If it is summer, it must be the new racing season. For me, as I’ve explained before, that means the Summer League; a contest between six or seven London running clubs, taking in a 5 mile or 10k race followed by various 400 metre relays. There are also “tenderfoot” races, 1 mile for the 7-18s, and a 400 metre race for children under 7. Add in the involvement of all ages (participants include people running in all age categories up to “s75”), a free picnic, and you have a thoroughly enjoyable day.
My left-wing friends have been discussing whether should we be opposed to all competition. The idea we have are revolting against, I suppose, is the red-tops’ cliche about how primary school sport is organised by “militants” from the “Marxist-led NUT trade union”, i.e. in mythically grim occasions in which anyone who should win one particular race is sent to Coventry to their teachers and penalised by being sent to the very back for the start of the next race. (Whenever someone tells me that this is how the left “does” sport, I’m reminded always of how assiduous the Tories have been at compelling schools to sell of their sports grounds…). Against the myth of compulsory egalitarianism, I’ve heard it suggested (and I think agree) that there should be a space for socialist competition, i.e. teams competing against each other in a more playful spirit, where the purpose of the competition is to maximise dynamics of solidarity and people compete against themselves as much as they do against anyone else. My friend Josh Clarke tells me that this is true of Rugby Union. Clubs play each other but the rivalries are complex and different teams’ supporters drink together. The negative image here is football, and the glee with which (for example) many Celtic fans welcomed the near destruction last year of their great rivals Rangers.
Josh suggests (and I think I agree) that this is a peculiarly self-defeating way of being. Sport, unlike politics, is made more interesting by rivalry. The logic of the competition dictates a certain sympathy for the people you are competing against. Should they be obliterated altogether, that doesn’t leave your team standing solo, “the winner” for all time. It just means that the particular sporting contest in which you have been involved is finished, and no-one can derive any pleasure from it any more.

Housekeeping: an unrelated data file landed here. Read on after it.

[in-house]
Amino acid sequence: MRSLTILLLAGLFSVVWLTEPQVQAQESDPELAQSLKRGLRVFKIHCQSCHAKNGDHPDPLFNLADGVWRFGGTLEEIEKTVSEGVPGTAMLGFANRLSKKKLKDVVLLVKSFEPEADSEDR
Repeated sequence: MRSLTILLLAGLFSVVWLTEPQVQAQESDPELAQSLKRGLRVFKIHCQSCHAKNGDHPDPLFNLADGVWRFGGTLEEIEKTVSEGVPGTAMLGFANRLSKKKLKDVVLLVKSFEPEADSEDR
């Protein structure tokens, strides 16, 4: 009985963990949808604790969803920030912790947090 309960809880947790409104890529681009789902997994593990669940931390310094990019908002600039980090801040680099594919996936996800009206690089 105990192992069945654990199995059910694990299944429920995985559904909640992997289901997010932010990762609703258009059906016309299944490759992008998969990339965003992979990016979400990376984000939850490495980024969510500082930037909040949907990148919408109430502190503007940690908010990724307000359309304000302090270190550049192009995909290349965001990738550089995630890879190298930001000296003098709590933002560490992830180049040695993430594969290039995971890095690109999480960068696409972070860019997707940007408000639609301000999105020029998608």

Now that I’m over 40, my running ambitions have changed. At the moment, I’m running relatively well, by which I mean that I haven’t had an acute injury (i.e. something that disables me from running for more than three weeks) for more than two months. After a winter which was a complete write-off, that’s a victory of sorts. But instead of intense injuries, I seem to be suffering from fewer, more chronic injuries. Every time I run my calves and achilles tendons are sore, typically it takes me between 5 and ten days before I feel capable of running again. I find myself reading websites aimed at people running in their 40s. Much of their advice is relatively generic: hydrate, improve your diet … I see suggestions that I should not train more often than four times per week – in truth, I seem to be maintaining speed with only 1-2 runs a week (I find this both encouraging and troubling).